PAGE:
While I agree that a full-frame chip should be standard issue, I have read in a few places that Nikon likes to use the 1.5 conversion because it uses the sweet-spot of the lens, eliminating vignetting, odd stray light, etc. Just a thought.

I, too, am straddling the fence. I really don't think the extra MP will make a big difference unless you will be making wall-sized enlargements. What I like about the Nikon, though, is that the images really look film-like. Great depth, smooth imaging. And after all, most of us grew up with film so that's at least what I'm trying to reproduce.

Good luck!

01/22/06 01:11 AM

It is certainly true that you need better glass for the a full frame sensor, but the viewfinder view is a bigger issue for me. Also I think the high end canon lenses are better than the top nikon ones these day (although neither matches zeiss/leica lenses).

I'm also leaning toward the 5D. My main issue is low light handling. I have had some hands-on experience with both cameras and the 5D produces MUCH richer, less grainy images at iso 800 and 1600.

The extra MP do make a difference for me because I crop....

And as far as film-like images go, I think both are about equal.

If I get the Nikon it will only be because of money issue.

04/20/06 09:02 AM

People Really need to get there facts straight, 10.2 to 12.8 is like comparing rice size in a bag of rice. I could print the same size on both at 20x24 or 40x whatever or as I do in my profession 40 feet by whatever (Billboard signs). That neglagible megapixel size is nothing. And for sharpness its all in how the ccd/cmos software handles in camera. At these resolutions ur starting to notice glass quality and mirror vibration. Please be informed about this, I'm sure this will be a flame post but it makes me insane to hear the Ford/Chevy argument from ppl that dont seem to know what they are talking about. Choose the Camera that suites what you need to do with it, if u want to be creative and use alot of whacked out obscure fisheye pictures, go with a full frame, If u want to do alot of wildlife and pick out the eyelashes on a bird 100 miles away go with a 1.5 or 1.6x crop, a .1 crop difference you will never notice. From there go with price you want or are willing to pay.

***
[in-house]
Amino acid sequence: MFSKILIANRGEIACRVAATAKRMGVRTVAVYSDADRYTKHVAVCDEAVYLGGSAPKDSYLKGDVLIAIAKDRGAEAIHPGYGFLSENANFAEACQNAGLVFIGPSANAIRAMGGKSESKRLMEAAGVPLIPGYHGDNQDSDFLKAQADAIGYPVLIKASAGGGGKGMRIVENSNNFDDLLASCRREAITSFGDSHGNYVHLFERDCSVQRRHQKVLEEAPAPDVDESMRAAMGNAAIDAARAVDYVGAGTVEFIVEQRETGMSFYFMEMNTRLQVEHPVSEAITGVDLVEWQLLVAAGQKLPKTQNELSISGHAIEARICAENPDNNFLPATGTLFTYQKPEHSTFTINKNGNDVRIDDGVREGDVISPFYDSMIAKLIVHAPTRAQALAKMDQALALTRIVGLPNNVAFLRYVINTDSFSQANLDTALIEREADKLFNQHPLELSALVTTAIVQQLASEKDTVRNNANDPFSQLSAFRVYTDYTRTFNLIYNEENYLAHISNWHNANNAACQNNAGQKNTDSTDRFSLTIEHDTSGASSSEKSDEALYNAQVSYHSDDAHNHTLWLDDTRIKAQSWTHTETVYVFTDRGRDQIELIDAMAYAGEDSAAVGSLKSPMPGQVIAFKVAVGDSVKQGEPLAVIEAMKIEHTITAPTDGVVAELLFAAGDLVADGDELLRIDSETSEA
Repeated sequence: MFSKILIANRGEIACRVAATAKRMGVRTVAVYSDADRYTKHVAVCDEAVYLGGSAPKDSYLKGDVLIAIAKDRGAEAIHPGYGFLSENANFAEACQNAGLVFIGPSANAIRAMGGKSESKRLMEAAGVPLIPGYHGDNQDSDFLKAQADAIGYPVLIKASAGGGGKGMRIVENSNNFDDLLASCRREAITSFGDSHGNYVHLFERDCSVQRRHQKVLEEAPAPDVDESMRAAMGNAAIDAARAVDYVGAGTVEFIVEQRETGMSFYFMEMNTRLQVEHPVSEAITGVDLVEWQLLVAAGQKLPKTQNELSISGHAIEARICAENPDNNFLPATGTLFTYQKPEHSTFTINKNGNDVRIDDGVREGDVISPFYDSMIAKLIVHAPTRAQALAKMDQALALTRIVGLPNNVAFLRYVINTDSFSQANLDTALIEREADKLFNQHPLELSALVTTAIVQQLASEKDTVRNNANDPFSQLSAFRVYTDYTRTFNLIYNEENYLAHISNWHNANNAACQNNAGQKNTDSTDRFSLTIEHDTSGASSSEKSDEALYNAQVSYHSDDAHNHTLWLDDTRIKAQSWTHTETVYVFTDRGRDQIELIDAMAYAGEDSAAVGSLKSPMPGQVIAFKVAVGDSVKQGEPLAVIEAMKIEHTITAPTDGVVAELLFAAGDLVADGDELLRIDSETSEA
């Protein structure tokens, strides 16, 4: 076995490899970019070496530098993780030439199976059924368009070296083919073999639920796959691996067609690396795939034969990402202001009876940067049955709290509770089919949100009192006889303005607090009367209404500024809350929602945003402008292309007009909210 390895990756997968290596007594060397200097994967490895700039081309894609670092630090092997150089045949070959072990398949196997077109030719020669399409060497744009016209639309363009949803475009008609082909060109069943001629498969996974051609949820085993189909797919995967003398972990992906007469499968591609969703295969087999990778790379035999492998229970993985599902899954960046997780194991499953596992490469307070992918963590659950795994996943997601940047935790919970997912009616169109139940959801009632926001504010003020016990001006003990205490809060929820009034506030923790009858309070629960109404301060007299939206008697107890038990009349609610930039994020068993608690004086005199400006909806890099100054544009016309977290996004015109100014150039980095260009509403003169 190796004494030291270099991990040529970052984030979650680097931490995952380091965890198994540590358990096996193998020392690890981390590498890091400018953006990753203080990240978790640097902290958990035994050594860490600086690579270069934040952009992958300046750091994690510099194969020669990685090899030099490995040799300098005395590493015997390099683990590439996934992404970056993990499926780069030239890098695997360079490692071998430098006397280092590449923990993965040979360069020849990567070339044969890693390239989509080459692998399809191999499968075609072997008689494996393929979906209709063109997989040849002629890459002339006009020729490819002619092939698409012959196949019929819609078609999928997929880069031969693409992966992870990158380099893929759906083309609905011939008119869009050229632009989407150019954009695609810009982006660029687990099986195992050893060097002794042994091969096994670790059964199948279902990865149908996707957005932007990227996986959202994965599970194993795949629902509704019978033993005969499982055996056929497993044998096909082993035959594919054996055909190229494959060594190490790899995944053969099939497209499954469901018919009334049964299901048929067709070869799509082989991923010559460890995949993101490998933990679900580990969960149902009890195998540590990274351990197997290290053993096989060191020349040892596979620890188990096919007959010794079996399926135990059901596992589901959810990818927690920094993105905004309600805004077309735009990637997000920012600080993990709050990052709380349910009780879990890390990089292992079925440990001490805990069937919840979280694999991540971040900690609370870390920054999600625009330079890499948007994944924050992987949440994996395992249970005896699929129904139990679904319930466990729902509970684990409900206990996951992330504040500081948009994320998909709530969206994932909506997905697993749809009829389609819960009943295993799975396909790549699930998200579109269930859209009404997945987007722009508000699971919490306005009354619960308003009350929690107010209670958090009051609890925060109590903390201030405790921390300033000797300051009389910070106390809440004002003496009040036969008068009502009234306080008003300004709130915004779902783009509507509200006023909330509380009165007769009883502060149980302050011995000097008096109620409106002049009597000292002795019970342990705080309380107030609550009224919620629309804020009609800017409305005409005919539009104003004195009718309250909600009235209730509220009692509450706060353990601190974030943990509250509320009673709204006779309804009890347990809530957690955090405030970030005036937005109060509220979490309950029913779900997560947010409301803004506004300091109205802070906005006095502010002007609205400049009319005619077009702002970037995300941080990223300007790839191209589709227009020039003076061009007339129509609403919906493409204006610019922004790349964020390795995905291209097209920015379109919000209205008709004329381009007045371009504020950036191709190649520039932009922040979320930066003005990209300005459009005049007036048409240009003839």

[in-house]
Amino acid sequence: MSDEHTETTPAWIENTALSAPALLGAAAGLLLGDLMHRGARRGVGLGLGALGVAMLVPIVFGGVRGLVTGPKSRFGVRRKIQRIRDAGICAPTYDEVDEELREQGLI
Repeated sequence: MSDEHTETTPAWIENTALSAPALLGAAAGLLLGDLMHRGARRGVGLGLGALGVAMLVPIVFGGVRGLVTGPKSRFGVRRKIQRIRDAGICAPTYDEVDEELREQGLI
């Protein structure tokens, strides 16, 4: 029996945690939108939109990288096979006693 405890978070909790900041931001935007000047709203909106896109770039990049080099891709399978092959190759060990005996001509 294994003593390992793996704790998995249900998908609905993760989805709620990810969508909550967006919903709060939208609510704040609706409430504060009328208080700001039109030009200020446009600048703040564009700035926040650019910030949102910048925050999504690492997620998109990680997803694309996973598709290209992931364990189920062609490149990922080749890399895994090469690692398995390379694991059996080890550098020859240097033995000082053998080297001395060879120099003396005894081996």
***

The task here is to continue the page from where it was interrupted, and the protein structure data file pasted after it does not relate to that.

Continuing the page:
04/20/06 12:07 PM

>0.2 to 12.8 is like comparing rice size in a bag of rice

Not true. I've made test prints from RAW files and the Canon allows you to make bigger prints. In a pinch I can even go up to 40x48 which I can't with the Nikon (grain is visible).

Shadow resolution and low light performance is another issue for me as I often shoot in low light situations here the canon is the clear winner. At ISO 800 the Canon's images have mild grain where the Nikon's images are very grainy. At 1600 the difference is even more pronounced... But if you are shooting at 400 there's virtually no difference.

The viewfinder is an issue for me, Canon's true full frame is better than the magnified view of a small frame on the nikon hands down, but even the canon was disappointing compared to film cameras.

The Nikon has a more robust body. Period.

My issue with switching is that I've always been a Nikon guy so buying a Canon also means buying lenses etc...It gets expensive quick. But as I see it Canon is a clear winner... If you want to test for yourself, go to your local camera store with a memory card, shoot with both at a variety of ISOs and compare the RAW files side by side. There is an obvious difference.